Steve Wozniak has bought art from him and he’s been published in the digital arts crème de la crème annuals EXPOSÉ 7 and 8. Who is this international artist that lives in the Arizona desert and publishes exceptional future noir and science fiction imagery?
Meet Charles Jacob Dietz in our key interview for this month’s premium edition of the 3D Art Direct magazine, out on the 29th August.
Attached are a few pieces of his work that we’ve quizzed him about during the interview and here are a few free snippets from the interview text:-
3DAD: What first led you into your interest in being an artist and illustrator? Was it an influence at a young age?
JCD: It was definitely at a young age. As a kid I used to drool over the cool role playing games in the window of our local gaming store, so as soon as I was old enough to understand the gameplay I became totally infatuated with them. Aside from actually playing, I loved the drawings like those from the old Star Frontiers game and many others, so before too long I was drawing my own characters, environments and vehicles, all the while trying to emulate the classic style of the great artists who’s work embellished the game modules. Eventually I guess I just stopped playing the games, but continued to draw.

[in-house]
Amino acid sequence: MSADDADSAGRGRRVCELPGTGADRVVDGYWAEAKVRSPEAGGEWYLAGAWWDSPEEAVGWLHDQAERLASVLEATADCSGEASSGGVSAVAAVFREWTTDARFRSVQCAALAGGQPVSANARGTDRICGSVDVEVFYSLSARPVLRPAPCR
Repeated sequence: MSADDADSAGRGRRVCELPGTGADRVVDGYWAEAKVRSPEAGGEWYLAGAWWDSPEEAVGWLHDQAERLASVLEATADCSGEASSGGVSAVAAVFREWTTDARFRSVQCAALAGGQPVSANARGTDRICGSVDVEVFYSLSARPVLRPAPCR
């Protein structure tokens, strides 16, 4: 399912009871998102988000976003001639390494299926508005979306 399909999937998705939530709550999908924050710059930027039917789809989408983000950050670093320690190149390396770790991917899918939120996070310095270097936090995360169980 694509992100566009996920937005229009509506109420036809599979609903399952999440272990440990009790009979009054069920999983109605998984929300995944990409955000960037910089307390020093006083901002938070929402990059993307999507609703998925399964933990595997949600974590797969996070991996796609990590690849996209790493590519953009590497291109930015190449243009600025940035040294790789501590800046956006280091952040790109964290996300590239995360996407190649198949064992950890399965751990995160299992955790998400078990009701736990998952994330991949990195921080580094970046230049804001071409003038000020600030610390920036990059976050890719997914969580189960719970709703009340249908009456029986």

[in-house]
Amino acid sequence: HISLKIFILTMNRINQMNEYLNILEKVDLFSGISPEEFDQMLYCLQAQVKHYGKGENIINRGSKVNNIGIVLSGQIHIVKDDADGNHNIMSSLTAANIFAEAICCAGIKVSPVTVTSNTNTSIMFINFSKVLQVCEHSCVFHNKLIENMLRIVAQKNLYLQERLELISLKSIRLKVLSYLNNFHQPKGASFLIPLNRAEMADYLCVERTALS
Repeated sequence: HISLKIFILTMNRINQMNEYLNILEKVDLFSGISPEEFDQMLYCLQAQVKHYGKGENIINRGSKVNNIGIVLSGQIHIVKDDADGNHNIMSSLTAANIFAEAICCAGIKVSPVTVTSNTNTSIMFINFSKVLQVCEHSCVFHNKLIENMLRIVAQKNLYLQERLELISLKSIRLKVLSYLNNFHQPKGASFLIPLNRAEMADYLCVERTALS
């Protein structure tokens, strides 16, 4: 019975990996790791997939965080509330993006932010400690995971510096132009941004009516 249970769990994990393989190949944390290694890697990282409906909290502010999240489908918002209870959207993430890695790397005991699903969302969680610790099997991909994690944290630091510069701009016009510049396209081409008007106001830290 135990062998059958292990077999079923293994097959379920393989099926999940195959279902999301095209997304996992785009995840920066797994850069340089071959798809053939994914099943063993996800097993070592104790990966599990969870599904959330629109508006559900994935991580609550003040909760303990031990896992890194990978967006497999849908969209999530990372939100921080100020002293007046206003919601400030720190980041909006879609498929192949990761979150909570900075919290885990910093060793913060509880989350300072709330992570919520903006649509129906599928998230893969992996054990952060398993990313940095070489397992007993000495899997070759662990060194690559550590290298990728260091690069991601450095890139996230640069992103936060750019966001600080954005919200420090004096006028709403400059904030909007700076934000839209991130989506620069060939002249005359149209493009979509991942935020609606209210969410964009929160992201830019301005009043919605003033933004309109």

3DAD: What hardware are you using now for your artwork and which software are you using most frequently?
JCD: My main machine is a first generation MacPro – it’s an early 3.0 GHz Dual Xeon model with 16GB of RAM. The best part about it is that it’s a four year old box and nothing makes it break a sweat. I also have a late model MacBook Pro which I used for some precomps, modeling and whatnot, but I leave the rendering and heavy postwork to the MacPro. My primary software pipeline is Poser Pro, Vue 8.5 Infinite and Photoshop CS5 Extended. I also do some basic modeling work which Modo and Cheetah 3D have no problem accommodating. Occasionally I get the opportunity to contribute to an animation project and I get to play in Adobe After Effects – I love making stuff move, but it’s so much more time consuming than working with stills.
Read the full interview in Issue #2 of the premium edition of 3D Art Direct magazine